According to the World Health Organization, one needless infant death occurs every 30 seconds and 1,500,000 infant deaths could be avoided every year if all babies were breastfed (www.ibfan.org/english/issue/overview01.html). The natural way to nurse a baby has been substituted with bottle-feeding for several years in many families, societies and even countries. However, the world is starting to realize that a turn back to the ancient tradition is not just necessary but urgent, even more for the developing economies. Many issues have been accomplished like the establishment of an international code to protect and encourage breastfeeding, but it is a tool more than an end in itself. In Venezuela, the government has started the application of the Code, and even when there is still a long way to a real support of breastfeeding, it is unarguable that the first goals have been reached.
The increasing scientific and medical knowledge about substitute formulas combined with an ignorance of the mammary functions have lead to a marked preference between pediatricians for bottle-feeding over breastfeeding. But breastfeeding offers several advantages to the baby, the mother and the family. First, breastfeeding meets all the nutrition needs of a baby for the first 6 months while reinforces his/her immune system and reduces the risk of illnesses. Also, it strengthens the bond between a mother and her child. A mother who breastfeeds her child is less likely to develop breast and ovarian cancer. Indeed, breastfeeding helps mothers to get back into shape faster and makes them less likely to become pregnant. Finally, breastfeeding saves the time and money that would be used for bottle-feeding and for treating the illnesses. The World Health Organization (WHO) and the United Nations Children-™s Fund (UNICEF) recognize that exclusive breastfeeding on demand is an important factor in child survival (www.waba.org.br/resou.htm) Moreover, where water is unsafe, UNICEF says that babies are 25 times more likely to die if they are bottle-fed (www.ibfan.org/english/issue/overview01.html).
The lack of breastfeeding in modern western societies is the consequence of strong baby food manufacturers and weak health systems. Baby food manufacturers use unethical promotional activities to sell their products. They use the persuasion of Health workers to recommend their milks because it is less expensive than persuading mothers individually. Also, advertising their products in hospitals and misinformation had lead to create the false impression amongst mothers and health workers that many women cannot breastfeed. Moreover, baby food manufacturers give free or subsidized supplies of baby milk to hospitals to promote bottle-feeding. When the mothers leave the hospital, the milk is no longer free, but the choose of formula over breast has been made. While governments don-™t act to protect and promote breastfeeding, bottle-feeding may supplant breastfeeding.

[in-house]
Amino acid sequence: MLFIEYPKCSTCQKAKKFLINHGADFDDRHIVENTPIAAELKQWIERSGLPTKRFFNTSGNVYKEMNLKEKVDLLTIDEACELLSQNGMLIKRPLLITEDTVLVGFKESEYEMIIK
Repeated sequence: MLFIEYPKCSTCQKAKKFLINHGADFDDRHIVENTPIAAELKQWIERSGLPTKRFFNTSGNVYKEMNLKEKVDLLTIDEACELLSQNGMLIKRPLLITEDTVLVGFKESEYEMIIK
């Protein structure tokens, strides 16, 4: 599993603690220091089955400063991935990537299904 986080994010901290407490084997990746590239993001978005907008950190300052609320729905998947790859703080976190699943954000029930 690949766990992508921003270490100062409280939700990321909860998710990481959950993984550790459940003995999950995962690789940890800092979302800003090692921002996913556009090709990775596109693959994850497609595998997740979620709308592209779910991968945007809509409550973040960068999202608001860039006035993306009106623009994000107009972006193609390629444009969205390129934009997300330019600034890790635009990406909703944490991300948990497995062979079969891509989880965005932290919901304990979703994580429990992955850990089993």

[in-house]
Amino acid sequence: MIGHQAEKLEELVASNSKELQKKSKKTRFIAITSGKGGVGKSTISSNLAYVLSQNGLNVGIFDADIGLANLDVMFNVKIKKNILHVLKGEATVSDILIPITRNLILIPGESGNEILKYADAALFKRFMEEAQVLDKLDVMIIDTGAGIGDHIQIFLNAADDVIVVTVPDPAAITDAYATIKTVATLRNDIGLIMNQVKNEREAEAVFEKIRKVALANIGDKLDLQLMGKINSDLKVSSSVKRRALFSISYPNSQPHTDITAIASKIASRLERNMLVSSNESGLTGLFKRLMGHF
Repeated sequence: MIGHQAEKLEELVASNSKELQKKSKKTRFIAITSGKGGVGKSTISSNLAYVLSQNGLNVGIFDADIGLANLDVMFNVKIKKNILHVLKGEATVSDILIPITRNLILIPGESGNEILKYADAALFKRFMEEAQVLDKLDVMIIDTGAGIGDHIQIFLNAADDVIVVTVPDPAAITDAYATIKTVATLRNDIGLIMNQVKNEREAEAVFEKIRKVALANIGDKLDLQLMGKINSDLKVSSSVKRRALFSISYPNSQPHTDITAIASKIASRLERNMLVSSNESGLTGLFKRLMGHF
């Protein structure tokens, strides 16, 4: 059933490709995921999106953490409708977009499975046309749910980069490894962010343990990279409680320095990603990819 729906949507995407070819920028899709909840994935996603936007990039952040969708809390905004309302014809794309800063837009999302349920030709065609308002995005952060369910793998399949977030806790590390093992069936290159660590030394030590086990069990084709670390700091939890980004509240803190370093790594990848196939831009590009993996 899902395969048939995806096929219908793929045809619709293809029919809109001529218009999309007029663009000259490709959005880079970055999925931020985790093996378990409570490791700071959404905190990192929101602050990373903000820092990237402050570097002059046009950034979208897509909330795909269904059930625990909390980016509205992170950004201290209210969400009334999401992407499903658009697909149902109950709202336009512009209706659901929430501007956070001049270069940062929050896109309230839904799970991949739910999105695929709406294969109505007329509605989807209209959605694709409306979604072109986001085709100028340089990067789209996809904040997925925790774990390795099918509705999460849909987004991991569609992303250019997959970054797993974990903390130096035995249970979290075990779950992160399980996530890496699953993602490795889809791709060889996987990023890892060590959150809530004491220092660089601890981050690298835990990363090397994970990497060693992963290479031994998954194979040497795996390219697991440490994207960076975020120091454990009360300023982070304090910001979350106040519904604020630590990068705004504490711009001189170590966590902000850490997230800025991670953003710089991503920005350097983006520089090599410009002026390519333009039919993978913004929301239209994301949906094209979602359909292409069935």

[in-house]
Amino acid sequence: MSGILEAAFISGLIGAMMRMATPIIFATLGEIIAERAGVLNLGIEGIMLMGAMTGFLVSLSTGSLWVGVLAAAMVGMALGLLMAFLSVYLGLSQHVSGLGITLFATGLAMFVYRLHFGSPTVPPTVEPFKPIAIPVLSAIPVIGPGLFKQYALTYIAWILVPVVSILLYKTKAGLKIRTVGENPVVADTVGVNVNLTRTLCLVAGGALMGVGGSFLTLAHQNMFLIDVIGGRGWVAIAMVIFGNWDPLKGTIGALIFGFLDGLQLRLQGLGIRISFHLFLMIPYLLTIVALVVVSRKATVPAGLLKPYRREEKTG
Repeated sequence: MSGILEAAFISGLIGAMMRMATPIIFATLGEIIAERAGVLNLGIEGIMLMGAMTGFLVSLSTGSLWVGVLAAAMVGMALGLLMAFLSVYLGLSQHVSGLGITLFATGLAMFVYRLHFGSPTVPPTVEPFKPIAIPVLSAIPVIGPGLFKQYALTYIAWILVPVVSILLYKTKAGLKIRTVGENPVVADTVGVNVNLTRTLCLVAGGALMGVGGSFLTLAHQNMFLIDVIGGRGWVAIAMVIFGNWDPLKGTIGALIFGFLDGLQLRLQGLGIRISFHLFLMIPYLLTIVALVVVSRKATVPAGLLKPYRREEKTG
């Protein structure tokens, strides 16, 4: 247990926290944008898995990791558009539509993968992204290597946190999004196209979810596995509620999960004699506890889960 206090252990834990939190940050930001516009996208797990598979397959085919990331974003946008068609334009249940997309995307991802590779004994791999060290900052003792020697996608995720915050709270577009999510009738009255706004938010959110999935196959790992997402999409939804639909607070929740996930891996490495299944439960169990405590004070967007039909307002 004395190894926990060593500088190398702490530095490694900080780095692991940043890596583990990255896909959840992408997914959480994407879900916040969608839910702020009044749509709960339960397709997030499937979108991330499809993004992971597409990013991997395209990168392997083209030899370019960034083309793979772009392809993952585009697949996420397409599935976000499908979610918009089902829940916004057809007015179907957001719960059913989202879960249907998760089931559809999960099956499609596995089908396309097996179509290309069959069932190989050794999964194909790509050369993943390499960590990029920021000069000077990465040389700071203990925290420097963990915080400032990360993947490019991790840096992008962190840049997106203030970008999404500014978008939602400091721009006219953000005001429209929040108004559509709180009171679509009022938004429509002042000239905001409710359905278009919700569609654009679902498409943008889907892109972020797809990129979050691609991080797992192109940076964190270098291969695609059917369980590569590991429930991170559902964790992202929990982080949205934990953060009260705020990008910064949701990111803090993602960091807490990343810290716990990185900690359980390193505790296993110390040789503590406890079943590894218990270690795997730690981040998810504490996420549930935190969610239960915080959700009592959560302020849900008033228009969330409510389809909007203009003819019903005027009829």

In 1981, the World Health Assembly adopted the Code of Marketing of Breast-milk substitutes as an international public health recommendation to protect and promote breastfeeding. Different countries all around the world have implemented the Code, helped by Non Government Organizations advocated to its supporting. The code restricts free supplies of milk because it interferes with lactation. Also, the Code banns the companies from seeking contact with pregnant women and mothers or use health care facilities to promote their products. Then, the Code regulates the labeling of breast-milk substitutes to avoid idealizing text or pictures and to include Warnings and clear instructions. Finally, the code encourages countries to implement, monitor and report progress to WHO, and NGOs to monitor and report violations.
Venezuela has started the application of the Code of Marketing of Breast-milk substitutes with the creation of CONALAMA (National commission of Breastfeeding by its abbreviation in Spanish). The task of this government commission is to promote, protect and support breastfeeding. The first step was to modify the LOPNA (Law of Protection for the Child and the Teenager by its abbreviation in Spanish) by adding 3 articles about breastfeeding, based in the Code. The second step was the training of mothers, hospitals, doctors and nurses on the issue. The third step was to inform the baby food manufacturers about the new law and the implications on their marketing. The support of Non Governmental Organizations like IBFAN and AMAMANTA has been essential for the new commission. In fact, those NGOs have helped working mothers to breastfeed their babies; they have also thought pediatricians and nurses the advantages of breastfeeding and the ways they can help mothers to nurse; finally, they have promoted the development of human milk banks and other issues.
There is still a long way to reach the goals, but breastfeeding counts with the support of the World Health Organization, UNICEF, Governments and NGOs. Moreover, there is a Code behind breastfeeding for support and promotion, and in some countries like Venezuela even a law. As it seems, the world is returning to the natural way and there are not enough baby food manufacturers to stop it.